The 2014 electoral mandate has been rightly read as being in favour of Narendra Modi’s dynamic connect with aspirational India. Yet it is as much a vote against the Congress’s complete failure to understand the ground realities. In the aftermath of its worst-ever electoral defeat, the Congress is refusing to come to terms with its precipitous situation, retreating into a defence of its “first family”, Sonia and Rahul Gandhi, rather than rigorously examining the causes of its ignominious defeat. The script that played out in the Congress Parliamentary Party meeting was on wearisomely predictable lines. The party dutifully placed full faith in the leadership of Sonia Gandhi and son Rahul, both of whom offered to step down, only to take back their resignations in the face of party protests, which were expected. The Congress Working Committee spoke of a “thorough revamp of the organisation at all levels,” leaving out the two leaders from the scope of the exercise. The Parliamentary Party grandly called for unity among “all progressive and secular forces in Parliament,” even as it complimented the Congress president and vice-president “for their indefatigable election campaigns across the country.” Ms. Gandhi herself seemed in denial, appealing to the party to draw “appropriate lessons from the unprecedented electoral setback,” without even minimally acknowledging the likelihood of the family’s role in the setback.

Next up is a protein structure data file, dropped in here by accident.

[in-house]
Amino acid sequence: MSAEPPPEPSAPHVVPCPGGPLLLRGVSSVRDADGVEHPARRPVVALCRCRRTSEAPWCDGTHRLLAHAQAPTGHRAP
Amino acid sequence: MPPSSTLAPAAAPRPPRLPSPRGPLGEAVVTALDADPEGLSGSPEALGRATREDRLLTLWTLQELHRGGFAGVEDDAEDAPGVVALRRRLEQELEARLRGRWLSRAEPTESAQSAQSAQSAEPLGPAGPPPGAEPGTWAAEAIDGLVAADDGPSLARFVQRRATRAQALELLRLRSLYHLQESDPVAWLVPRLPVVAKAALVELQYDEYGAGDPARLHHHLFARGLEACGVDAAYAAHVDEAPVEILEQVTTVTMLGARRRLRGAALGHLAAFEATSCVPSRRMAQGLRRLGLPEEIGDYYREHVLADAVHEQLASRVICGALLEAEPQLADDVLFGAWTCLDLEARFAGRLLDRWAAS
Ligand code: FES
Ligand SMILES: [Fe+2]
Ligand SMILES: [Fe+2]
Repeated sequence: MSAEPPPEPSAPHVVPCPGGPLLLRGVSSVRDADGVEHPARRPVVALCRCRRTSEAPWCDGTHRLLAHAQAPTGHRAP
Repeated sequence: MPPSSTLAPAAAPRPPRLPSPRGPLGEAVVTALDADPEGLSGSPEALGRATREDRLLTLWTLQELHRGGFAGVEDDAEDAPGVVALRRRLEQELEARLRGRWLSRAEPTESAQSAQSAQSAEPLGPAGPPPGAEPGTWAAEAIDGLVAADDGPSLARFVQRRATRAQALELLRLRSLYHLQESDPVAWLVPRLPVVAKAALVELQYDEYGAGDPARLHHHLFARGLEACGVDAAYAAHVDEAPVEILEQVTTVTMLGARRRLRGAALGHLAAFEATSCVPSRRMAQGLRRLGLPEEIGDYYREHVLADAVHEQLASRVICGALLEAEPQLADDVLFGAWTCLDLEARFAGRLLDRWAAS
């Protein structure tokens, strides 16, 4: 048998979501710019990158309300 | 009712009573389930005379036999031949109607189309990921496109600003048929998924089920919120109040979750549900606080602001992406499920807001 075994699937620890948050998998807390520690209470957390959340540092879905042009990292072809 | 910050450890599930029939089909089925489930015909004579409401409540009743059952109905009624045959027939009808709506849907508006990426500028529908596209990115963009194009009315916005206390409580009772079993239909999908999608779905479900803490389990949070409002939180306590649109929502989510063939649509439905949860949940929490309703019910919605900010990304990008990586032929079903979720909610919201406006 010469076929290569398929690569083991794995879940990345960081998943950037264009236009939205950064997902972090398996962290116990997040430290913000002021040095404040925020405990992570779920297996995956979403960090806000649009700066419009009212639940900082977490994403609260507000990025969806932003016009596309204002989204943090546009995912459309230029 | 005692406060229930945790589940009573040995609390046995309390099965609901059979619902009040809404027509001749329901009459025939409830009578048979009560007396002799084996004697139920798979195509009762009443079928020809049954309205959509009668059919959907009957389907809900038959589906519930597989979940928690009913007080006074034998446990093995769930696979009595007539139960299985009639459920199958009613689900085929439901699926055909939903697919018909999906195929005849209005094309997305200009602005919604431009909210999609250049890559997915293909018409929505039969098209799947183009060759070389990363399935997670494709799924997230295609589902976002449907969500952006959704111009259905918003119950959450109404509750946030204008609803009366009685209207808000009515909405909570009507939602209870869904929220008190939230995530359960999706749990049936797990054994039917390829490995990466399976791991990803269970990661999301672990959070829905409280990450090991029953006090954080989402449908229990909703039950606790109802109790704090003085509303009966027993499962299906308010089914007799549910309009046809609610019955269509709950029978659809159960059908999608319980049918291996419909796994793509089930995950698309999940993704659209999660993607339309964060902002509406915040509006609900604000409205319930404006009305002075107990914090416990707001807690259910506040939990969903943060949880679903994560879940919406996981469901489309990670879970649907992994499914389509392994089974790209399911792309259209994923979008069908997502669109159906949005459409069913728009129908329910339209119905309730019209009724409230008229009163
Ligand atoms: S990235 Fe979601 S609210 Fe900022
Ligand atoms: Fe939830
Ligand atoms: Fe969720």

The Congress chief’s warning to the ranks to refrain from “public acrimony” is out of sync with the mood in the ranks of the party. Milind Deora had, in fact, echoed the frustrations of many when he said Mr. Gandhi’s advisers were wrong, and “so were the people they advised.” Shashi Tharoor similarly complained of lack of avenues for free expression within the Congress and argued that the Congress must articulate a vision that embraced the aspirations of the young who formed nearly 40 per cent of the electorate. But instead of welcoming these suggestions, as a party chastened by defeat would be expected to do, the Congress deployed dynasty loyalists to skewer the critics, portraying them as malcontents who felt threatened by Mr. Gandhi’s attempts to open up the party. The tragic truth is that the Congress has paid a huge price by indulging Mr. Gandhi at the cost of other potential leadership talent. In this environment, it is no surprise that there have been no takers for the Congress’s call to the Opposition to form an alternative secular bloc in Parliament. The party might have found a better response had it nominated one among its 44 victorious MPs — who won against a wave — as its parliamentary leader, thus taking the first step towards truly reforming itself.